Enhancing Performance of Building Integrated Concentrating Photovoltaic systems
Date: 4 February 2015
University of Exeter
PhD in Renewable Energy
Buildings both commercial and residential are the largest consumers of electricity. Integrating Photovoltaic technology in building architecture or Building Integrated Photovoltaics (BIPV) provides an effective means for meeting this huge energy demands and provides an energy hub at the place of its immediate requirement. However, this ...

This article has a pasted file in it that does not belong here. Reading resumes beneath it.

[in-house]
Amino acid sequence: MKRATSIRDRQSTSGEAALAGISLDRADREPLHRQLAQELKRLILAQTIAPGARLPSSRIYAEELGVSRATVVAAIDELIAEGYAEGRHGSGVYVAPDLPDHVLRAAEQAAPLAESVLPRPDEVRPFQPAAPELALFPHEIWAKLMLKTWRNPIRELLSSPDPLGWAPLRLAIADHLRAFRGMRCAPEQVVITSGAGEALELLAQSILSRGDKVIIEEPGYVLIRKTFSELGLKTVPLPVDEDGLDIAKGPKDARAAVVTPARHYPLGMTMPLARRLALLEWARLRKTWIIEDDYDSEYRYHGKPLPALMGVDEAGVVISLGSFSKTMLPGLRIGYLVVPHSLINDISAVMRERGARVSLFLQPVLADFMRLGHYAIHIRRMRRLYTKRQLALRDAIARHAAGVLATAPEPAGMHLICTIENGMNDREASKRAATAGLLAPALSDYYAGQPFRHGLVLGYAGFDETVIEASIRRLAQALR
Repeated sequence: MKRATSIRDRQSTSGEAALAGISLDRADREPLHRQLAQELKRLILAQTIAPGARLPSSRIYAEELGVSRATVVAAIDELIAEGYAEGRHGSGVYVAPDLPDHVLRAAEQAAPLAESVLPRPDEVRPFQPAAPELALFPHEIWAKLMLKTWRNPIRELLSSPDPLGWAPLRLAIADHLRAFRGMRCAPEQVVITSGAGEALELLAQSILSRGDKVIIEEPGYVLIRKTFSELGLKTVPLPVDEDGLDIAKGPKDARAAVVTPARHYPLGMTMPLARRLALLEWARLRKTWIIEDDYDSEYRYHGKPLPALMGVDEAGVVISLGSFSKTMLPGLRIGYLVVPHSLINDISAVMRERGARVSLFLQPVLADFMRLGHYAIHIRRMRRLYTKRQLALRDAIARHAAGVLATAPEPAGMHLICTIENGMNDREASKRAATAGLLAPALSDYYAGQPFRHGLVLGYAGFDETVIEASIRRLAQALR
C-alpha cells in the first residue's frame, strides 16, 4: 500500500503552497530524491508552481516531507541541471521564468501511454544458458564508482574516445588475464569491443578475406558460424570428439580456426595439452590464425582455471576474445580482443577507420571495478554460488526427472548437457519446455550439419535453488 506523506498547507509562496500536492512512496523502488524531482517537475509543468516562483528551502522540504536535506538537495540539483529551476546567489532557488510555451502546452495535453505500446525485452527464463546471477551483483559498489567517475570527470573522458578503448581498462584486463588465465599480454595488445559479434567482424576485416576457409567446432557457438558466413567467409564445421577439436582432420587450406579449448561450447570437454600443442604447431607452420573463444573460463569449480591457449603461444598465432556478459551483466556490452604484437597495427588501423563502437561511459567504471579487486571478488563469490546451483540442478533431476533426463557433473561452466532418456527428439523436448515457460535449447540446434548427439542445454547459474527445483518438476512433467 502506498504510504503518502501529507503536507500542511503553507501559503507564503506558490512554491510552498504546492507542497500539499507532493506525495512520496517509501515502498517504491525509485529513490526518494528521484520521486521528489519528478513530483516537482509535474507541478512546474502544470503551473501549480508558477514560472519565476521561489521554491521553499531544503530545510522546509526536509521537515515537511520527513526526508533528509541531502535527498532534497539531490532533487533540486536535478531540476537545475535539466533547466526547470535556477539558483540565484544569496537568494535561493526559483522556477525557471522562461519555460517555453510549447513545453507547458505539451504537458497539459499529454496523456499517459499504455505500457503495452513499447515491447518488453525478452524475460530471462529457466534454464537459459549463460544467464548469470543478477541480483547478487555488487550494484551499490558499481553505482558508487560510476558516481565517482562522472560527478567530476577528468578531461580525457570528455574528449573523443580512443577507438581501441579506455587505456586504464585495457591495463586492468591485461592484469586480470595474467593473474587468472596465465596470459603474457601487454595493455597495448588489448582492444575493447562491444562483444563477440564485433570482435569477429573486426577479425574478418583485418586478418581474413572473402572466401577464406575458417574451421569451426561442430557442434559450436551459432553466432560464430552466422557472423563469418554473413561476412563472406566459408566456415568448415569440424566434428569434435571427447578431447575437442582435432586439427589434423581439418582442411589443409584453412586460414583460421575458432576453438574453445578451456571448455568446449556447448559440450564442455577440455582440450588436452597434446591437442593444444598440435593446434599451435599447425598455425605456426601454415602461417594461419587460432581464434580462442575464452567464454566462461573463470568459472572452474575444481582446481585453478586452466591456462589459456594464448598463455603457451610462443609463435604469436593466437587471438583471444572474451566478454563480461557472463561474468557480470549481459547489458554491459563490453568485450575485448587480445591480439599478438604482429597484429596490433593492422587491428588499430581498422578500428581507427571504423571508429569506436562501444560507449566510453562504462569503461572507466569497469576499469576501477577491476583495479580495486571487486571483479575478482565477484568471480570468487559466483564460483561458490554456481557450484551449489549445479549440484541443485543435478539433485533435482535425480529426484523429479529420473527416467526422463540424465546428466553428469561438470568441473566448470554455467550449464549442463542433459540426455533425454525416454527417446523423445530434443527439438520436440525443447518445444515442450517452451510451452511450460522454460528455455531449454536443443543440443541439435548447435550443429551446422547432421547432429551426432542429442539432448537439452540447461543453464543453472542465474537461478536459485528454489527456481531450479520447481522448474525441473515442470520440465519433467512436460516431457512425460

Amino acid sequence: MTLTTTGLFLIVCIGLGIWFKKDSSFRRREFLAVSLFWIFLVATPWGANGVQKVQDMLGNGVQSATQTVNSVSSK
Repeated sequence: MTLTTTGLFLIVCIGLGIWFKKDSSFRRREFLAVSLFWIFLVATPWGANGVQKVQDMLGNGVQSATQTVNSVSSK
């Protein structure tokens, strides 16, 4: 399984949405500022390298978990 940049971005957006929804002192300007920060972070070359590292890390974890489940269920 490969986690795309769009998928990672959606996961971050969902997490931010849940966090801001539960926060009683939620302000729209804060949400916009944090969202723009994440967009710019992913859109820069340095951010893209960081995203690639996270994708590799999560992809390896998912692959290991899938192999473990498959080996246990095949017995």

Buildings both commercial and residential are the largest consumers of electricity. Integrating Photovoltaic technology in building architecture or Building Integrated Photovoltaics (BIPV) provides an effective means for meeting this huge energy demands and provides an energy hub at the place of its immediate requirement. However, this technology is challenged with problems like low efficiency and high cost. An effective way of improving the solar cell efficiency and reducing the cost of photovoltaic systems is either by reducing solar cell manufacturing cost or illuminating the solar cells with a higher light intensity than is naturally available by the use of optical concentrators which is also known as Concentrating Photovoltaic (CPV) technology. Integrating this technology in the architecture is referred as Building integrated Concentrating Photovoltaics (BICPV). This thesis presents a detailed performance analysis of different designs used as BICPV systems and proposes further advancements necessary for improving the system design and minimizing losses. The systems under study include a Dielectric Asymmetric Compound Parabolic Concentrator (DiACPC) designed for 2.8×, a three-dimensional Cross compound parabolic concentrator (3DCCPC) designed for 3.6× and a Square Elliptical Hyperbolic (SEH) concentrator designed for 6×. A detailed analysis procedure is presented showcasing the optical, electrical, thermal and overall analysis of these systems. A particular issue for CPV technology is the non-uniformity of the incident flux which tends to cause hot spots, current mismatch and reduce the overall efficiency of the system. Emphasis is placed on modelling the effects of non-uniformity while evaluating the performance of these systems. The optical analysis of the concentrators is carried out using ray tracing and finite element methods are employed to determine electrical and thermal performance of the system. Based on the optical analysis, the outgoing flux from the concentrators is predicted for different incident angles for each of the concentrators. A finite element model for the solar cell was developed to evaluate its electrical performance using the outputs obtained from the optical analysis. The model can also be applied for the optimization of the front grid pattern of Si Solar cells. The model is further coupled within the thermal analysis of the system, where the temperature of the solar cell is predicted under operating conditions and used to evaluate the overall performance under steady state conditions. During the analysis of the DiACPC it was found that the maximum cell temperature reached was 349.5 K under an incident solar radiation of 1000 W/m2. Results from the study carried on the 3DCCPC showed that a maximum cell temperature of 332 K is reached under normal incidence, this tends to bring down the overall power production by 14.6%. In the case of the SEH based system a maximum temperature of 319 K was observed on the solar cell surface under normal incidence. An average drop of 11.7% was found making the effective power ratio of the system 3.4. The non-uniformity introduced due to the concentrator profile causes hotspots in the BICPV system. The non-uniformity was found to reduce the efficiency of the solar cell in the range of 0.5-1 % in all the three studies. The overall performance can be improved by addressing losses occurring within different components of the system. It was found that optical losses occurred at the interface region formed due to the encapsulant spillage along the edges of the concentrator. Using a reflective film along the edge of the concentrating element was found to improve the optical efficiency of the system. Case studies highlighting the improvement are presented. A reflective film was attached along the interface region of the concentrator and the encapsulant. In the case of a DiACPC, an increase of 6% could be seen in the overall power production. Similar case study was performed for a 3DCCPC and a maximum of 6.7% was seen in the power output. To further improve the system performance a new design incorporating conjugate reflective-refractive device was evaluated. The device benefits from high optical efficiency due to the reflection and greater acceptance angle due to refraction. Finally, recommendations are made for development of a new generation of designs to be used in BiCPV applications. Efforts are made towards improving the overall performance and reducing the non-uniformity of the concentrated illumination.
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